October 1 Begins Warning Period for Illegal Commercial Signs; Fines up to $25 to be Issued Starting January 2012
ANNAPOLIS (October 19, 2011)—The recent economic boom in southern Maryland brought along with it highway sign pollution, often in the form of advertisements for new home development by high-end builders and other businesses seeking low-cost advertising. Now, travelers along routes in the tri-county area should see a lot fewer illegally placed signs along State-maintained highways. A new law which took effect Oct. 1 allows the State Highway Administration (SHA) and local governments to recuperate costs of removing illegal signs from highways.
SHA is responsible for more than 17,000 miles of roadway statewide including the maintenance and regulation of outdoor advertising. Crews pick up illegal signs throughout the year, costing tax payers
an estimated $600,000 annually.
Passed in the 2011 Legislative Session, Senate Bill 410 provides a three-month warning period before a sign fee can be issued to persons illegally posting signs on state highways. After January 1, 2012 persons who place signs within State rights-of-way are subject to a $25.00 fine for each sign placed.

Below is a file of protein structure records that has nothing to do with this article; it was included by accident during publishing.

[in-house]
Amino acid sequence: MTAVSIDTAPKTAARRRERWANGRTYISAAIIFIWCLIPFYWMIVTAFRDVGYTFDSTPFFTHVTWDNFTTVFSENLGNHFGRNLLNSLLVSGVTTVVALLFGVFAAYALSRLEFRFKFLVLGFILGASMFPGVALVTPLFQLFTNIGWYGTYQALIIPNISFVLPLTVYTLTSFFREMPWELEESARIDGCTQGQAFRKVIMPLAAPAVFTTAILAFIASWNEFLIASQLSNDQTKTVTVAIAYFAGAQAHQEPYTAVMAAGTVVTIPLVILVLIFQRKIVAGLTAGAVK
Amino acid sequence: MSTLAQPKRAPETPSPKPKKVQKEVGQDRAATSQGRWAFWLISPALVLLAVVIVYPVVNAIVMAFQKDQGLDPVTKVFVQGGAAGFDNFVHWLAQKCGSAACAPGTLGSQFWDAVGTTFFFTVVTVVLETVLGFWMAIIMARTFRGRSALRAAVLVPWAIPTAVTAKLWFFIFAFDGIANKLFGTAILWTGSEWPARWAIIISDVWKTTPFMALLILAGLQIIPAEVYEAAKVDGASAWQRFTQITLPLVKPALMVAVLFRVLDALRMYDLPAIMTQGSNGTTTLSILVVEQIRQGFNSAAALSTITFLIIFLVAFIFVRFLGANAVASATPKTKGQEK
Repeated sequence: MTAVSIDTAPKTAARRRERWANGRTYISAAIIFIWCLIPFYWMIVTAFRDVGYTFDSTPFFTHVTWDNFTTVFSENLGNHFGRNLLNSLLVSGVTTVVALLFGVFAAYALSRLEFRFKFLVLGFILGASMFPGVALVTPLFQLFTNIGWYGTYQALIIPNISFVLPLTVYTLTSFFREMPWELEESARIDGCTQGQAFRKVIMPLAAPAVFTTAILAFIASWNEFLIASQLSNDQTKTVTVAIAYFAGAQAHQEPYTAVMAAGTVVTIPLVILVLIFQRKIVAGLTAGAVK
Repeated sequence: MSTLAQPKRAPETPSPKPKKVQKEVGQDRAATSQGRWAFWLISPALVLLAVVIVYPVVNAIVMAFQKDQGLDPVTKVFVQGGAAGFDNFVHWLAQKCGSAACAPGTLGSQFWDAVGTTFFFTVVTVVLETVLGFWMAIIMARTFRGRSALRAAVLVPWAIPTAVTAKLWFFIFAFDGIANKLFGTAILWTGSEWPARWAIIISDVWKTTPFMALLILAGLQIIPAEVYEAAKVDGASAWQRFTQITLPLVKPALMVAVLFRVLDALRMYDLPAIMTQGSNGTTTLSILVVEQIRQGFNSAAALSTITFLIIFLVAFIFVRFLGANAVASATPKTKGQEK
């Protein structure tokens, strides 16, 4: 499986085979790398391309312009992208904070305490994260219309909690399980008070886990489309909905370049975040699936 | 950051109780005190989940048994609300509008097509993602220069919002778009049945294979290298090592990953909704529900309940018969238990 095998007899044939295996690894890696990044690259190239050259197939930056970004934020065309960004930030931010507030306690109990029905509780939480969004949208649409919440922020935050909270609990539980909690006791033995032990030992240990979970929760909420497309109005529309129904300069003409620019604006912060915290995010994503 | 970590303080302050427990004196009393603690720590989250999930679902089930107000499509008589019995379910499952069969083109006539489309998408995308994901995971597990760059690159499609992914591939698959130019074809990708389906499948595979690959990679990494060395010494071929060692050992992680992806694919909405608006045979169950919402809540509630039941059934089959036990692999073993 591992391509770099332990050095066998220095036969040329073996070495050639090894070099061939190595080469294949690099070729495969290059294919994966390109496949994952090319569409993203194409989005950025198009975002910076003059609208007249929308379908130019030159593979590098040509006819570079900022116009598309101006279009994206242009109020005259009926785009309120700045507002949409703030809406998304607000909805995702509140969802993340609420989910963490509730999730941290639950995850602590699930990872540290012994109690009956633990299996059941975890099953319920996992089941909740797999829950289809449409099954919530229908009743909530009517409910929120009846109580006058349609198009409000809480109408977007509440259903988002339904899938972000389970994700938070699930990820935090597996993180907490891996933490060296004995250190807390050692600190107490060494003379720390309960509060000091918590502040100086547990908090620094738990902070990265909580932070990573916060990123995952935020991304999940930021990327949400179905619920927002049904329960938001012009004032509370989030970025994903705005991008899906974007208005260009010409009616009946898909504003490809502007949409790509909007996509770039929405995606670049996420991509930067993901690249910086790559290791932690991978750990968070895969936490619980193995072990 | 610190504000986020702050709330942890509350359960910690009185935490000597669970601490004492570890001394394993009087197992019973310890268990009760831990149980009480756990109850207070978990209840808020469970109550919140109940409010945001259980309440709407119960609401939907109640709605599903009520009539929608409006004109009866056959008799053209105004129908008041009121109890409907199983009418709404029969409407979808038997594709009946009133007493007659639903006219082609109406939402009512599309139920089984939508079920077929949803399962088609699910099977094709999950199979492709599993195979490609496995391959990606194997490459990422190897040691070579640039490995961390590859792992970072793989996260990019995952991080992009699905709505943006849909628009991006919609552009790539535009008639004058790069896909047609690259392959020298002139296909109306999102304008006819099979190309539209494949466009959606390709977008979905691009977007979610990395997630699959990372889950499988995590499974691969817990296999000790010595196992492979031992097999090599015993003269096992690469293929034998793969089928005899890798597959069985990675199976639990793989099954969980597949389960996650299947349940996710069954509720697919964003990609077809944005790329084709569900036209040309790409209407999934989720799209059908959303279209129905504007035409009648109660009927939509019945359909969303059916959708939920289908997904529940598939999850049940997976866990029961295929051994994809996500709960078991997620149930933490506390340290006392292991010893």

Illegal signs can become roadway debris and hazards for drivers, endanger or hinder maintenance crews and clog drainage systems, said Acting Administrator and Deputy Transportation Secretary Darrell B. Mobley. We appreciate the economic benefit of local businesses and the need to advertise. Business owners can work with SHA through partnerships that support branding including logo and sponsorship programs and of course, advertising through existing billboards.
Signs are an important source of information for travelers—speed limits, directions, exits, destinations and warnings. There are national standards to make it easy for drivers to quickly recognize those signs and process the information conveyed such regulatory signs for lane restrictions or green informational signs on the highway system.
Other signs distract drivers and in some cases, can impede the sight distance for drivers and block legal signs from view. These signs also affect maintenance operations, interfere with the work of utility crews and mar the landscape along Marylands scenic routes, say State officials.
Along state highways—including interstates, US and Maryland numbered routes—private signs are prohibited in the medians and along the sides on the public property or right-of-way. The illegal signs are often found attached to utility poles or stacked together on wooden posts littering medians.
SHA has programs in place to help businesses and other agencies comply with Federal and State law. To learn more about outdoor advertising regulations and programs in Maryland, visit http://somd.me/road-signs .